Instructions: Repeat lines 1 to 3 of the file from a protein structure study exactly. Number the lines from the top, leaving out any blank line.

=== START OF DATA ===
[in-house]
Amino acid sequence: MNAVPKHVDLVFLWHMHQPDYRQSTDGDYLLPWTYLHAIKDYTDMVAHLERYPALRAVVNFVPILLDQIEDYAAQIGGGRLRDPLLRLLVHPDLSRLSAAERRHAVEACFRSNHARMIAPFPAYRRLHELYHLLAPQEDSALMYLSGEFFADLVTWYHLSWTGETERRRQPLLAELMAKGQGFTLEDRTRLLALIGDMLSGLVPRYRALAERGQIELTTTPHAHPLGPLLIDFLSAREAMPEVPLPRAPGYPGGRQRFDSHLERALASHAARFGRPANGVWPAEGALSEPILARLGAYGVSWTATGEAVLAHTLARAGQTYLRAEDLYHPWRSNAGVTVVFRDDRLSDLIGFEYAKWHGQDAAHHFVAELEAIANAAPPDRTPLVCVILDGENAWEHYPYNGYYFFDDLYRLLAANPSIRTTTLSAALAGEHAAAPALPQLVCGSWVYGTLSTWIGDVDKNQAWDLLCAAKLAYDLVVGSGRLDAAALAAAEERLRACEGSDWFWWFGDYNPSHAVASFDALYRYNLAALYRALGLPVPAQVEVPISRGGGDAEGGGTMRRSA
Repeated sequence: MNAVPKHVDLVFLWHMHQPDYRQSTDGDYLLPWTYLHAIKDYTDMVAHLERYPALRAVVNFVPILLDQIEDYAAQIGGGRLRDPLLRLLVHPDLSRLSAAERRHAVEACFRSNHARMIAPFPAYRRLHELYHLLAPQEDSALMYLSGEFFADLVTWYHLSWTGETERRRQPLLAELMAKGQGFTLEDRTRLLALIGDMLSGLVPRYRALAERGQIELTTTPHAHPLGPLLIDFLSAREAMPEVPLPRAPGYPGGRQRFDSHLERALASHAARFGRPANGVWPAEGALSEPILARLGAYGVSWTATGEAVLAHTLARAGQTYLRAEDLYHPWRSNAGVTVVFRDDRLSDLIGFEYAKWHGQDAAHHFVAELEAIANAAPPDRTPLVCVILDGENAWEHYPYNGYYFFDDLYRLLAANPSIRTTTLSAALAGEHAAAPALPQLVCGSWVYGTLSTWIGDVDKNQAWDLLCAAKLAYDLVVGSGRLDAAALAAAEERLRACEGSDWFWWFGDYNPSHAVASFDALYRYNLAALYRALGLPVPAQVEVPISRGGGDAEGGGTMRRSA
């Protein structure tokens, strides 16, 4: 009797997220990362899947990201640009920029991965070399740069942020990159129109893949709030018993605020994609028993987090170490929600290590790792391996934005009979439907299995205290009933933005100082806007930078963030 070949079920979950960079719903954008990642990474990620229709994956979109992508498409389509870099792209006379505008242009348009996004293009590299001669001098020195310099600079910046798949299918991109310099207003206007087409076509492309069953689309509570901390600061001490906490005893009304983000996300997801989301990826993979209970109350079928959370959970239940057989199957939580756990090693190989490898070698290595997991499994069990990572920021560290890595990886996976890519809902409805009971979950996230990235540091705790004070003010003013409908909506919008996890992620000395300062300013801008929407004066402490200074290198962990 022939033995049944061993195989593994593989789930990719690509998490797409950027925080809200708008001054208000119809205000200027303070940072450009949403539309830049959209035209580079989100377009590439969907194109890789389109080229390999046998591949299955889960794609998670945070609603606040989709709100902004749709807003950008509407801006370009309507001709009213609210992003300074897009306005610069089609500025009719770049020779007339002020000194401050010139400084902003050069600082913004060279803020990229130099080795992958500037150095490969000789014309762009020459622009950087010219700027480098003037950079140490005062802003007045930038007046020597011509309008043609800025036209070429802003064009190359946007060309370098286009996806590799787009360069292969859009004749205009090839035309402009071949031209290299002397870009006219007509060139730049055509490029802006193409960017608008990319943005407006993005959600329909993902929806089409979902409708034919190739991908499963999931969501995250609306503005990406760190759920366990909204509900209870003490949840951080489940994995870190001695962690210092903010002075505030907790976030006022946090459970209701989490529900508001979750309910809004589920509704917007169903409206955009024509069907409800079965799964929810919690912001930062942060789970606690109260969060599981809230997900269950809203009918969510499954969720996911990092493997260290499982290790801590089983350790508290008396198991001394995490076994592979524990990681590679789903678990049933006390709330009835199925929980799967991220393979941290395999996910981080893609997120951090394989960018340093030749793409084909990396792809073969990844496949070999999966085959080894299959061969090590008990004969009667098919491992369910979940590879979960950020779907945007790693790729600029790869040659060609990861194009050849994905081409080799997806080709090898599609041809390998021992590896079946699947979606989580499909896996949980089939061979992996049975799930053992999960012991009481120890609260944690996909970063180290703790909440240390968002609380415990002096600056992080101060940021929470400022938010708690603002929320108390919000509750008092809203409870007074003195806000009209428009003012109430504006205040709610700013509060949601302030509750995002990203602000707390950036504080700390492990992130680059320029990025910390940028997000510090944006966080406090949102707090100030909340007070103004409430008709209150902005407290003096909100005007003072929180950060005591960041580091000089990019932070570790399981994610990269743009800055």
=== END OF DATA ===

[in-house]
Amino acid sequence: MNAVPKHVDLVFLWHMHQPDYRQSTDGDYLLPWTYLHAIKDYTDMVAHLERYPALRAVVNFVPILLDQIEDYAAQIGGGRLRDPLLRLLVHPDLSRLSAAERRHAVEACFRSNHARMIAPFPAYRRLHELYHLLAPQEDSALMYLSGEFFADLVTWYHLSWTGETERRRQPLLAELMAKGQGFTLEDRTRLLALIGDMLSGLVPRYRALAERGQIELTTTPHAHPLGPLLIDFLSAREAMPEVPLPRAPGYPGGRQRFDSHLERALASHAARFGRPANGVWPAEGALSEPILARLGAYGVSWTATGEAVLAHTLARAGQTYLRAEDLYHPWRSNAGVTVVFRDDRLSDLIGFEYAKWHGQDAAHHFVAELEAIANAAPPDRTPLVCVILDGENAWEHYPYNGYYFFDDLYRLLAANPSIRTTTLSAALAGEHAAAPALPQLVCGSWVYGTLSTWIGDVDKNQAWDLLCAAKLAYDLVVGSGRLDAAALAAAEERLRACEGSDWFWWFGDYNPSHAVASFDALYRYNLAALYRALGLPVPAQVEVPISRGGGDAEGGGTMRRSA
Repeated sequence: MNAVPKHVDLVFLWHMHQPDYRQSTDGDYLLPWTYLHAIKDYTDMVAHLERYPALRAVVNFVPILLDQIEDYAAQIGGGRLRDPLLRLLVHPDLSRLSAAERRHAVEACFRSNHARMIAPFPAYRRLHELYHLLAPQEDSALMYLSGEFFADLVTWYHLSWTGETERRRQPLLAELMAKGQGFTLEDRTRLLALIGDMLSGLVPRYRALAERGQIELTTTPHAHPLGPLLIDFLSAREAMPEVPLPRAPGYPGGRQRFDSHLERALASHAARFGRPANGVWPAEGALSEPILARLGAYGVSWTATGEAVLAHTLARAGQTYLRAEDLYHPWRSNAGVTVVFRDDRLSDLIGFEYAKWHGQDAAHHFVAELEAIANAAPPDRTPLVCVILDGENAWEHYPYNGYYFFDDLYRLLAANPSIRTTTLSAALAGEHAAAPALPQLVCGSWVYGTLSTWIGDVDKNQAWDLLCAAKLAYDLVVGSGRLDAAALAAAEERLRACEGSDWFWWFGDYNPSHAVASFDALYRYNLAALYRALGLPVPAQVEVPISRGGGDAEGGGTMRRSA